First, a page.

New Landlord/Tenant Bill Signed Into Law
On December 7th, Governor Walker signed into law Senate Bill 107 (2011 Wisconsin Act 108), legislation restricts the ability of local units of government to place additional restrictions on landlords. Because many of these restrictions apply to both residential and commercial leases, NAIOP registered in support of the legislation and helped lobby in favor of its passage.
Specifically, the new law prevents local governments from enacting or enforcing any ordinance that placed limitations on landlords from obtaining or using information on tenants or prospective tenants that relates to any of the following categories:
- Monthly household income + Occupation + Rental history + Credit information
- Publicly accessible court records (including arrest and conviction records), and + Social security number of other proof of identity.
In addition, the law prohibits local governments from placing limits on the ability of landlords to show and lease a property during the tenancy of another tenant. Finally, the law prohibits placing additional requirements on resi- dential landlords regarding security deposits earnest money, or pre- or post-tenancy inspections beyond the re- quirements that are established in Wisconsin administrative rules.
The new law goes into effect on December 21, 2011.
Assembly Republicans Introduce New Mining Bill
On December 8, 2011, Assembly Republicans introduced a comprehensive mining bill intended to add greater certainty to the permitting process while maintaining current state environmental standards.
This legislation has been a priority for Governor Walker and legislators because the bill is intended to help expe- dite the permitting process for a new proposed mine near Hurley that is expected to add thousands of jobs and tax revenues to the state and local economies.
According to reports by mining proponents, the mine would create:
- 3000+ construction jobs and a $2 billion short-term economic impact + 2,800 to 5,600 long-term mining jobs with up to a $1.2 billion economic impact + family-sustaining jobs with average pay and benefits equal to $82,000
In addition to the direct mining jobs, experts maintain that the new mine would have a multiplier effect in creating 2 to 3 jobs in other industries in Wisconsin. For example, two of the nation’s premier mining equipment manufactur- ers (P&H Mining and Bucyrus) are located in southeastern Wisconsin. It’s estimated that at least 2,800 jobs would be created as a direct result of the new mine from the transportation, production and packaging of materials.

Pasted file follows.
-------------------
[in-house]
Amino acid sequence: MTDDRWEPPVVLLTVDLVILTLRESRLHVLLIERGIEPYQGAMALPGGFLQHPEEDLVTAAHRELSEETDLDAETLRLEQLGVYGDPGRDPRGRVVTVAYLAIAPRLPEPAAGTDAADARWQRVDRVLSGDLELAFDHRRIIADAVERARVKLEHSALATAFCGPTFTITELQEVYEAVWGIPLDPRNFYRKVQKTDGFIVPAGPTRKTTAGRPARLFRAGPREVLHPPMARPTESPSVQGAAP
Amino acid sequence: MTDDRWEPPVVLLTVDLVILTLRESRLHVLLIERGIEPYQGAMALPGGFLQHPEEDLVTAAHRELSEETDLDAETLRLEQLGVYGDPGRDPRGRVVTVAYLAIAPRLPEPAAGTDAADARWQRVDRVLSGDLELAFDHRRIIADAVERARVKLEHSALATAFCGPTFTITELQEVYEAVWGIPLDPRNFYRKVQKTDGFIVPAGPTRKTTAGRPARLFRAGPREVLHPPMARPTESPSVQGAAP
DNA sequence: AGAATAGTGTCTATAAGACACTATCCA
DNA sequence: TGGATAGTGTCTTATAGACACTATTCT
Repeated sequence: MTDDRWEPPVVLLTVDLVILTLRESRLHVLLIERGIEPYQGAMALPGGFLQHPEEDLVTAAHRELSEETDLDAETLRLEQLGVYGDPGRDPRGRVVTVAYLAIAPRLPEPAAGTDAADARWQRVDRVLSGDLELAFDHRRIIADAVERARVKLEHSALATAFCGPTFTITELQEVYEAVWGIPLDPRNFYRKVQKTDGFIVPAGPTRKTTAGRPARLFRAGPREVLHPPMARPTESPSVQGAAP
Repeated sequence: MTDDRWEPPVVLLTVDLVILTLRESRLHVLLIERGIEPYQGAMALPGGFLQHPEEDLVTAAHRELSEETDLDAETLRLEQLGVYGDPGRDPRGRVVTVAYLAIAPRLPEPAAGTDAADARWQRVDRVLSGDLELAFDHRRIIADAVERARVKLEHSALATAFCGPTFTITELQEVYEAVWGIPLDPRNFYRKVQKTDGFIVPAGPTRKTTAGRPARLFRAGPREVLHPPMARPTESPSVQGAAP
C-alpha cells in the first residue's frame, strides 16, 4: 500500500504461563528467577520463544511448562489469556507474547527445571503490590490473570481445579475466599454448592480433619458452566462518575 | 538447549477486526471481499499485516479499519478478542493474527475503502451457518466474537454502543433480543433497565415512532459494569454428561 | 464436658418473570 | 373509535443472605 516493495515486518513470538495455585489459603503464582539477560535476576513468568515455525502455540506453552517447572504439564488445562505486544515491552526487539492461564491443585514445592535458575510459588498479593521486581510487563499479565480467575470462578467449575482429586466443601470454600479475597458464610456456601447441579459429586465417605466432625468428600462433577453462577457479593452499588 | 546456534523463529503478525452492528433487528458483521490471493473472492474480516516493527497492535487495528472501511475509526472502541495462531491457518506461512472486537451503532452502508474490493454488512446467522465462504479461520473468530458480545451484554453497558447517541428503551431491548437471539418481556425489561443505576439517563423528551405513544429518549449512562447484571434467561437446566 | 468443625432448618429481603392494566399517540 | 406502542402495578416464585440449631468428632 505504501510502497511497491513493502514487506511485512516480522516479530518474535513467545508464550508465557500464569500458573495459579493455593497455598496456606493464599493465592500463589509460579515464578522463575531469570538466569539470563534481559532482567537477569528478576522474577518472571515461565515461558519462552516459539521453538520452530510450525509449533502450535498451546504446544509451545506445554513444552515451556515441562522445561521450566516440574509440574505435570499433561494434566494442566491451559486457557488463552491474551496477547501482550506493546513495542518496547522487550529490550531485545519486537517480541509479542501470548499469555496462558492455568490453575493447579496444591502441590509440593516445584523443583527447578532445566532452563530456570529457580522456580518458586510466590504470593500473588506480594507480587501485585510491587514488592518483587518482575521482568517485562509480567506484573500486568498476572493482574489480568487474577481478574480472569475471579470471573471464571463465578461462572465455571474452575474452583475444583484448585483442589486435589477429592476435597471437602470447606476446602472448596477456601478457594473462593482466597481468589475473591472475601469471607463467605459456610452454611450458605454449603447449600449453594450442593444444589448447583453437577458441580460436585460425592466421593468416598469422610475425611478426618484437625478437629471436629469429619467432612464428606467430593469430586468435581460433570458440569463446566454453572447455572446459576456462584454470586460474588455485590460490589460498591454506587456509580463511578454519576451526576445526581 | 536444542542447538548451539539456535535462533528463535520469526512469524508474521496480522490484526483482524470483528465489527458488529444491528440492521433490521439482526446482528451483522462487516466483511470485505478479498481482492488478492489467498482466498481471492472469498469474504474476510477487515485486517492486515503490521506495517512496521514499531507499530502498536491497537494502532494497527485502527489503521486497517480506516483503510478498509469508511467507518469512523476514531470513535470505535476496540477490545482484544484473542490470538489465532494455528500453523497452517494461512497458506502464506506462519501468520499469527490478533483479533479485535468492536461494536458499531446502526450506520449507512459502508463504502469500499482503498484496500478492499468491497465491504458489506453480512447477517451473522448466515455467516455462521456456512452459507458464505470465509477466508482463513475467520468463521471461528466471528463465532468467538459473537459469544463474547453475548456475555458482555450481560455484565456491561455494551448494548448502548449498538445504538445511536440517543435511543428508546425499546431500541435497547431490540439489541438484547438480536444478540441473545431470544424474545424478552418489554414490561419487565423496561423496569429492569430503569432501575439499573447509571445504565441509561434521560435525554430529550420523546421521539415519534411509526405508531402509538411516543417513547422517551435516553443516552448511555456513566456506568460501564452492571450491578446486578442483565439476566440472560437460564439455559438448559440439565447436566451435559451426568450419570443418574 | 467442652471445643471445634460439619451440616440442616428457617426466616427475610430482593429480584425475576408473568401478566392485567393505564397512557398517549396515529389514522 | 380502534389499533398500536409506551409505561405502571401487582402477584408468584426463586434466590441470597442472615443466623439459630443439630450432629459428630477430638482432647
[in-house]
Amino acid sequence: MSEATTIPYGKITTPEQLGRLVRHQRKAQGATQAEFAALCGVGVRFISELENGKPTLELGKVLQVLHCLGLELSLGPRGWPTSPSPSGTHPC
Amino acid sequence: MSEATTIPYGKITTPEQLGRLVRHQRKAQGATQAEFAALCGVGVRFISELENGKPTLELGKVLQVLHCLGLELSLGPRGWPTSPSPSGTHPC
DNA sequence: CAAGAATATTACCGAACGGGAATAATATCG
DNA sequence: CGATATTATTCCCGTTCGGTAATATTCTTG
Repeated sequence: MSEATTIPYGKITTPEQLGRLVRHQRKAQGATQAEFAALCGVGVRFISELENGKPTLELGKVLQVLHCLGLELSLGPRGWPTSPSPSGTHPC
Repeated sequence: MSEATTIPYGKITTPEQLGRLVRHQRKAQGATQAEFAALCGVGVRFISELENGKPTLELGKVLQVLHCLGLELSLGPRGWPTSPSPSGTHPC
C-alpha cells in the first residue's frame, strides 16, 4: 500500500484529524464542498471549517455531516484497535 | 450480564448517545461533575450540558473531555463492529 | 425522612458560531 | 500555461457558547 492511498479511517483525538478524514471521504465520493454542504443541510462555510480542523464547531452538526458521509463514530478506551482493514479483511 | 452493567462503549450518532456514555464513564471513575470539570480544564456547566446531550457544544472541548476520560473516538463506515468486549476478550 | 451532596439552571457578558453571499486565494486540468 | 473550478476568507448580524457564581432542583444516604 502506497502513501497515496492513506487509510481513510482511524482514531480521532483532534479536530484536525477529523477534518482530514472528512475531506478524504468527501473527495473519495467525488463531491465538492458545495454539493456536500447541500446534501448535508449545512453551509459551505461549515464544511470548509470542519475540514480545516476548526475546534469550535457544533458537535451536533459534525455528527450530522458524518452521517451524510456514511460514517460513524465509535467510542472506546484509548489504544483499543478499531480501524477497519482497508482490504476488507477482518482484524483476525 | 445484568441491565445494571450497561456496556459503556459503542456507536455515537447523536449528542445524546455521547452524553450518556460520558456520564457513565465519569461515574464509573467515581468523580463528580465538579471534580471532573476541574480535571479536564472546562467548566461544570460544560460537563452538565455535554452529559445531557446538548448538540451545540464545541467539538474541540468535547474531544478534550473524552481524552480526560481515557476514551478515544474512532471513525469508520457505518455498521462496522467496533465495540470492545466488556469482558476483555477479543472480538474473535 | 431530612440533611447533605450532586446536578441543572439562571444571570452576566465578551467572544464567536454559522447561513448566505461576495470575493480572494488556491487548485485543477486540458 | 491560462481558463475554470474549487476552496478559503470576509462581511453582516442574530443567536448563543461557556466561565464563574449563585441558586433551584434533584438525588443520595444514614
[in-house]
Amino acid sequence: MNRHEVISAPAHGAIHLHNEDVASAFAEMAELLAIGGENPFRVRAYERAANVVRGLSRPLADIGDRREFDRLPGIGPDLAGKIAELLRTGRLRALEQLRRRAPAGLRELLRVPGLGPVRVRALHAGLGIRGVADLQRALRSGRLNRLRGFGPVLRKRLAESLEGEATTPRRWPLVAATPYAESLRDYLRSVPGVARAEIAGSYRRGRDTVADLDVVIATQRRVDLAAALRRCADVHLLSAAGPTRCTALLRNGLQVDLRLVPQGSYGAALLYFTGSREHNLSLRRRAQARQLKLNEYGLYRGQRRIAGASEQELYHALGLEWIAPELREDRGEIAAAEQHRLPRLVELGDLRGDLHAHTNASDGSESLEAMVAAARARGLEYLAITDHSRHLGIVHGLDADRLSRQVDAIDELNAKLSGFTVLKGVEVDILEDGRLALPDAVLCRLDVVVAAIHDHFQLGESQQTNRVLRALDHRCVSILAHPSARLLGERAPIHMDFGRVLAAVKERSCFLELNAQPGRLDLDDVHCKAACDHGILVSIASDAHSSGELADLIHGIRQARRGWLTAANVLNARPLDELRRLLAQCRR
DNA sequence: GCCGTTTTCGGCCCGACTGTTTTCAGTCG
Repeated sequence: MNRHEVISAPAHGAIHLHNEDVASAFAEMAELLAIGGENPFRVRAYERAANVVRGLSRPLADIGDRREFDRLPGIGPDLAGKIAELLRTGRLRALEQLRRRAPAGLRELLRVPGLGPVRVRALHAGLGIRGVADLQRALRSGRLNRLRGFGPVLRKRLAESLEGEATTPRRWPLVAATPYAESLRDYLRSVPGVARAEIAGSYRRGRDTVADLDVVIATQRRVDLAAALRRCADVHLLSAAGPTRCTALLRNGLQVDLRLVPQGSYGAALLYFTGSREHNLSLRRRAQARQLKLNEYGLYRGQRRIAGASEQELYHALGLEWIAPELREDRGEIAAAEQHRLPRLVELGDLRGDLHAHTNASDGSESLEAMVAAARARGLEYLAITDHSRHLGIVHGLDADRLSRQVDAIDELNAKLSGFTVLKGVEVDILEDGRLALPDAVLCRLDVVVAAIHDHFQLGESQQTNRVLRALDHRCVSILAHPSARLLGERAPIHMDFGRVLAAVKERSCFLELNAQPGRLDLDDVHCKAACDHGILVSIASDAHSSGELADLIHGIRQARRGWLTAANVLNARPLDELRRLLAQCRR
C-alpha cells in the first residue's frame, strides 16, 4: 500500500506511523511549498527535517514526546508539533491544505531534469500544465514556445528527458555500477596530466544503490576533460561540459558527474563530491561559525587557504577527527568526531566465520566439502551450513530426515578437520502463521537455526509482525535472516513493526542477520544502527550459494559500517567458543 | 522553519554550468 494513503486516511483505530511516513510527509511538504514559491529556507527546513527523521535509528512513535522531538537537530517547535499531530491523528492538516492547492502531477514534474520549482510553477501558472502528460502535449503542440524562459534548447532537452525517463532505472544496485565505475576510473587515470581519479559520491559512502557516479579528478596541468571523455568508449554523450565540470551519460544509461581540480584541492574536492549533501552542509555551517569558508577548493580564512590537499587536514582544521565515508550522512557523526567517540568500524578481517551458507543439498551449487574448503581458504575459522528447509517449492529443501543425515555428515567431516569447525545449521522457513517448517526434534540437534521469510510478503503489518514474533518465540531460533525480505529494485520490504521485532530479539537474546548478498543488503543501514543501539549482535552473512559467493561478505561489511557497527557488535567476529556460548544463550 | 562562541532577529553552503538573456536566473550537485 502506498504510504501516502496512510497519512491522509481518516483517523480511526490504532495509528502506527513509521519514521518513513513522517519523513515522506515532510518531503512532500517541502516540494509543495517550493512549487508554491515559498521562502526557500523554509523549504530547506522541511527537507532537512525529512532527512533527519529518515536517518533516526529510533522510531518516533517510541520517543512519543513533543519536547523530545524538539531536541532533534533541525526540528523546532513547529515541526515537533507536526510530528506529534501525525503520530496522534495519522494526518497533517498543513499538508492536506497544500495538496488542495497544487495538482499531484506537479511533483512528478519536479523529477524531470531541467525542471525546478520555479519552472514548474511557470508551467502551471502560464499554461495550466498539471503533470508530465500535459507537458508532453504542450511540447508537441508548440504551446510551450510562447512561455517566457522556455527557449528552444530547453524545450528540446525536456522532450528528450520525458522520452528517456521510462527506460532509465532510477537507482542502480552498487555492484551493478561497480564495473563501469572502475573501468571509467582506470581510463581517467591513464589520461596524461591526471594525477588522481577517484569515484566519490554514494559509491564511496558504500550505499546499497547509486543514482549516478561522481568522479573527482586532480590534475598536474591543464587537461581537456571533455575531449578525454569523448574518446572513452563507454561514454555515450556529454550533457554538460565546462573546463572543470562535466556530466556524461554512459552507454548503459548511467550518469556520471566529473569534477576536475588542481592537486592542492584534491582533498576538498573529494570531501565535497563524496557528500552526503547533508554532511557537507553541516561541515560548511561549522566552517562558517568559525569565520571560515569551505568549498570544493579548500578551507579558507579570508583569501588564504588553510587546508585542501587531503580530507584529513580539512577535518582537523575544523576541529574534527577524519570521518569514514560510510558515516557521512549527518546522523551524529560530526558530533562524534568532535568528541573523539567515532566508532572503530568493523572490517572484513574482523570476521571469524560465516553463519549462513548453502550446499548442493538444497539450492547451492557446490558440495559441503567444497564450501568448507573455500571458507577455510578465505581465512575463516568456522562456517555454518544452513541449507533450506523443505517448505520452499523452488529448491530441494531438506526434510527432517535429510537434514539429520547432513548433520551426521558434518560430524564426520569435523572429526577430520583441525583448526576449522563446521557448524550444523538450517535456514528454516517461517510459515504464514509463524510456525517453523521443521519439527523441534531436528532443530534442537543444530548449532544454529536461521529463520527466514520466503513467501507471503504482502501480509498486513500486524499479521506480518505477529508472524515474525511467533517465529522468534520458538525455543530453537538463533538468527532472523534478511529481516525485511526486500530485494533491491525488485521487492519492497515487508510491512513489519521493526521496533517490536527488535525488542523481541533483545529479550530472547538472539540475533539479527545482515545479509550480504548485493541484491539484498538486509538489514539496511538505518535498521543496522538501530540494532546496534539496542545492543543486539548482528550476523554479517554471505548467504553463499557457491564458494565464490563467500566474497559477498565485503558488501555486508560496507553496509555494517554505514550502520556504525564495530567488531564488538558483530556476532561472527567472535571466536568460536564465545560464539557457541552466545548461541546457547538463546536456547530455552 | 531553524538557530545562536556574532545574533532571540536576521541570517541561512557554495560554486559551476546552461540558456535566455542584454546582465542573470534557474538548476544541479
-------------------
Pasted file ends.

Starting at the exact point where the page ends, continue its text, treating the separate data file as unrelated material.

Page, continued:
Tom Larson NAIOP WI LobbyistAs mentioned above, the primary focus of the bill is to improve the permitting process for mines. The bill would establish a shorter approval process (approximately 24 to 30 months, depending upon the nature of the permit) with specific timelines for requesting additional information from the permit applicant and completeness determina- tions by the DNR.
The bill contains the following additional provisions:
- Contested case hearings for iron mining permits would be prohibited, and legal challenges would be al- lowed only after the permit is approved.
- The DNR’s authority to put extra conditions on the mitigation of wetlands would be limited. Currently, the DNR must issue a water quality certification before a federal permit can be issued. In the bill, if the DNR found that mitigation offsets adverse impacts from iron ore mining, the DNR couldn’t impose any additional conditions.
- Half of the net proceeds occupation tax on iron mining would be deposited into the state’s general fund, with the other half going into the investment and local impact fund. Currently, all the net proceeds tax reve- nue, which is garnered from net income of sale of ore or minerals, is put into the investment and local im- pact fund. Most of that money is distributed to counties and municipalities where the mining occurs.
- Permit applicants would be charged a fee equal to the DNR’s costs for evaluating a mining project, but the fee would be capped at $1.1 million.
Public hearings on the bill are being held in various places in Wisconsin over the next several weeks. The legisla- ture could act on the bill during the next floor period which is scheduled to begin on January 17, 2012.